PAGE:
The Voice: Spring 2003

The Voice

Plumbline: A non-traditional student answers: Why am I here?

By: Kathy Harmelink

Do you have all your homework put together? How about your PE uniform? Did you remember to put that in your bag, Jordan? Did you ask what kind of calculator you need for math? Who is driving tomorrow, Josh?” I shoot out questions at my three sons, not even waiting for their replies.

It is a school night and after only a few weeks of school, we are still trying to get our evening routine together to avoid, or at least attempt to avoid, chaotic morning rushes. I check on each boy to make sure they are ready for the next day.

Jordan asks with a grin, “How about you Mom? Do you need a PE uniform?”

He just loves this chance to turn the tables on me, I can tell. Tomorrow, after almost fifteen years of being out of the classroom, I am heading back to college. I am a non-traditional part-time college student set on completing the degree I let go fifteen years ago to be home with my then growing family.    

The next morning finds me sitting in the back corner of a classroom. Students stroll into the classroom in groups, chatting with their friends, waving or yelling greetings to someone they haven’t seen over the summer and selecting their seats. Most ignore me, but a few nod “hello” and quickly resume talking to the other students around them. Looking around, I see kids only a few years older than my son and suddenly feel like an alien in a very strange land.

What in the world was I thinking? I’m too old to do this. I am almost old enough to be these kids’ mother. College is for the young, not for old ladies like me.

I don’t notice the professor walk into the class until everyone takes a seat and only one person remains standing in the front. Now I know that I don’t belong here. The professor looks to be no older than the students. Dressed in blue jeans and sandals, he is not like any professor I remember from fifteen years ago.

Class begins and the professor hands out a syllabus for the course. As I glance over the calendar for the class, I see several research papers, tests and a group project that will all have to be completed during the semester. Panic strikes as I frantically try to recall how to go about doing research for a college-level paper. The syllabus mentions something called Lexis and Ebsco for source material. The only Lexis I know is a car. No, that is a Lexus. I have no idea what Ebsco is. I am definitely in trouble here.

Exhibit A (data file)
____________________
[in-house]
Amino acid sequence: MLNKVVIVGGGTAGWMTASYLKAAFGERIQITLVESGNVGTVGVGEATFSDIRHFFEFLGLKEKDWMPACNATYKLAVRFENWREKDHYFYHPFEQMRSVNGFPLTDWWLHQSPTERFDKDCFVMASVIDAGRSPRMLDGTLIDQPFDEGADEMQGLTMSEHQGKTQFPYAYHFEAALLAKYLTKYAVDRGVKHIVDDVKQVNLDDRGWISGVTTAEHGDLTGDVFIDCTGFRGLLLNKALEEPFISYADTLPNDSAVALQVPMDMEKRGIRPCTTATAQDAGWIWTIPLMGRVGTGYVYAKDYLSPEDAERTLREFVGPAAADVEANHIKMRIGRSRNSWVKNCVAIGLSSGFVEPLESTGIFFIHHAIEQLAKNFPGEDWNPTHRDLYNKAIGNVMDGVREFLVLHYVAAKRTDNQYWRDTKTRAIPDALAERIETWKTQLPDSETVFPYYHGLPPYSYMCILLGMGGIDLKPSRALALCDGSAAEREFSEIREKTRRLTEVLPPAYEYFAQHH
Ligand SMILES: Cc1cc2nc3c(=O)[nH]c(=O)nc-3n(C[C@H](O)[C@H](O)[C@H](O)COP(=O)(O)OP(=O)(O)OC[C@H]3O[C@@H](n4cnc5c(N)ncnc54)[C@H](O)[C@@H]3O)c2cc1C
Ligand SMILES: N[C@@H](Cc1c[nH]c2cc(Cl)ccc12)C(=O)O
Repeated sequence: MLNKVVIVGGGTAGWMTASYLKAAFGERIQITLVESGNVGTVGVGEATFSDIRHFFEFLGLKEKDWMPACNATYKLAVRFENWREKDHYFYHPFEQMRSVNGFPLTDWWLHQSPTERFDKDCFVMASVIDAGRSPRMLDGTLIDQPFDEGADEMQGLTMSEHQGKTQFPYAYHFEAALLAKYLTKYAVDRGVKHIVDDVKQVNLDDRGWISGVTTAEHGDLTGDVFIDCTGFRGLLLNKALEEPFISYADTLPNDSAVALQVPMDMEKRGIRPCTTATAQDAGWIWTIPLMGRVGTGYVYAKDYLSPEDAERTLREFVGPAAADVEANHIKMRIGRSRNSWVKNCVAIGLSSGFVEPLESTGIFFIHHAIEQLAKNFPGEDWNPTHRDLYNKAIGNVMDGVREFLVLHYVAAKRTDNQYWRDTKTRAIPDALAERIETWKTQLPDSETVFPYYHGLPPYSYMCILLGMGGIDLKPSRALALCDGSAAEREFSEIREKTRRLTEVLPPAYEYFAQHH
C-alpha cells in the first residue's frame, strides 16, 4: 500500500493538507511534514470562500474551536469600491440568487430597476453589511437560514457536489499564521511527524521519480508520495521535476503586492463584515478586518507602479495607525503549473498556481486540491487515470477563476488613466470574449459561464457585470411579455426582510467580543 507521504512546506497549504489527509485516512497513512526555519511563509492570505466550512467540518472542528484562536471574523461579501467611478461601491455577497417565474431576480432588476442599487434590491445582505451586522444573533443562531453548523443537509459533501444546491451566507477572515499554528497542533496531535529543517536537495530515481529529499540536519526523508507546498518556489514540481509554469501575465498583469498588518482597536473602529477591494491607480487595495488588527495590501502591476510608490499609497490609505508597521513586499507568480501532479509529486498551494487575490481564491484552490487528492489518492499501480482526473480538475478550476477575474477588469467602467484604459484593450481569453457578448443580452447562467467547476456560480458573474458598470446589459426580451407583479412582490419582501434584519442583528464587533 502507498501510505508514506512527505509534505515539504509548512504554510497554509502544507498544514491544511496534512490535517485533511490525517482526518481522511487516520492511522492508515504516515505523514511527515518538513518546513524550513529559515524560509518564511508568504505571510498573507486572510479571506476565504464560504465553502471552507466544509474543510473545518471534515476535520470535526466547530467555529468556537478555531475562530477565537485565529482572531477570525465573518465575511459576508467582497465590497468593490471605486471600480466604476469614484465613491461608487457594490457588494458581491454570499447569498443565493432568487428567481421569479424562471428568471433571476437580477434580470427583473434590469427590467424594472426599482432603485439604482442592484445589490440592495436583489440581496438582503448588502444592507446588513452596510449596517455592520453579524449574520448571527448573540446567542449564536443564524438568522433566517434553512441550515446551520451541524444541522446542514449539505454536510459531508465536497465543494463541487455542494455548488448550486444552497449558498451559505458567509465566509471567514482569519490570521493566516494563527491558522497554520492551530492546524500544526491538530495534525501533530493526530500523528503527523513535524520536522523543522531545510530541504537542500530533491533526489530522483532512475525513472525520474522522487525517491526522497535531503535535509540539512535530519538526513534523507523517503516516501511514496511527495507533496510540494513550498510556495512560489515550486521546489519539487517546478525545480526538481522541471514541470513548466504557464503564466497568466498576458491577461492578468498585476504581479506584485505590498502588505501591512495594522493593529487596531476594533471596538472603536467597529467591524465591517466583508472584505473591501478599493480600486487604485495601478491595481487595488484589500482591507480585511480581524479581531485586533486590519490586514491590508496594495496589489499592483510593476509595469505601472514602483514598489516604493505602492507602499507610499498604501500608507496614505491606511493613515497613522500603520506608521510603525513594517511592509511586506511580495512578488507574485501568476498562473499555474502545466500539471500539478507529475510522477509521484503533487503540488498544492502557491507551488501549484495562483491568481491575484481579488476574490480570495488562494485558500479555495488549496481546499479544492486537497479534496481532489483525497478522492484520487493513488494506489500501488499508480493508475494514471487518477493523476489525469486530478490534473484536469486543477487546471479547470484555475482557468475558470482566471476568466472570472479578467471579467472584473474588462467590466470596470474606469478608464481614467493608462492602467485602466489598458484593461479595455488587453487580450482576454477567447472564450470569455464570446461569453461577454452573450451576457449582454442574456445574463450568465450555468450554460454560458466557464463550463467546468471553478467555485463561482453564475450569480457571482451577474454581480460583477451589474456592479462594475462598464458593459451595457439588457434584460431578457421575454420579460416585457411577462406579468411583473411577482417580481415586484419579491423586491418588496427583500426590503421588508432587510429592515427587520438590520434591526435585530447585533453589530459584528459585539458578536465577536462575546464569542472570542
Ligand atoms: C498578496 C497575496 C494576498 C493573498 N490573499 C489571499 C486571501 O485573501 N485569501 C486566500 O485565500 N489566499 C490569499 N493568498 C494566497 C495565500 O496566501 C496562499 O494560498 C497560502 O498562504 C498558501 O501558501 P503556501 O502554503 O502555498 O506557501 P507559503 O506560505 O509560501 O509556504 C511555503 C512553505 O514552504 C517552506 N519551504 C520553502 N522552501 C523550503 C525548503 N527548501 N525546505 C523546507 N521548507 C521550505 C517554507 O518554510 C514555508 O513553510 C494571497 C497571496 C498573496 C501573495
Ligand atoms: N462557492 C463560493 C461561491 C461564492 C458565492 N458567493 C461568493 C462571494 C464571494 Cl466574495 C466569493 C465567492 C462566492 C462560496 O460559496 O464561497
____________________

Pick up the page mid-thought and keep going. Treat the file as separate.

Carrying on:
The professor distributes a stack of note cards.

“Write your name, major, where you are from, and why you are in this class on one of the cards,” he instructs us.

OK, this I can handle. My name—I think I remember how to write that. My major—yep, I can do that too. I’m from Sioux Center—got that. Why I am in this class. Hmmm, good question.

It’s obvious by looking around that this class is not the normal next step in my life. I am just about old enough to be my classmates’ mother. I haven’t taken a test or written a research paper in over fifteen years. I have no idea what Lexis and Ebsco are. After years of wiping noses, taking care of a household, and working a few different part-time jobs, why am I now adding a college class to my already busy life?

I know that getting a college degree will help my job options. I have always finished things that I have started and with my kids in school full-time, I can take the time to finish my degree now. Those are two good reasons for being in this classroom. But neither fully answers the question of why I am here.

My son, who is in first grade, came home from school all excited yesterday.

I met him at the door, “Hi! How was school?”

“Neat. Did you know that if you rub a balloon over your hair, your hair will stick out? We learned that today.”

His shining eyes and wide grin told me that for him, school had been fun that day. He was excited about what he had learned.

That is why I am sitting in this class. I want to rub a balloon over my hair and be amazed when my hair sticks out. I want the excitement, joy and challenge of learning something new. I want to learn something today that I didn’t know yesterday. I want to think about something that I never thought about before. I want to talk about things, stretch my mind and learn.

I’m not a typical college student. I am older, hopefully a little wiser and I know exactly why I am here.    

I write two more words on the card—To learn.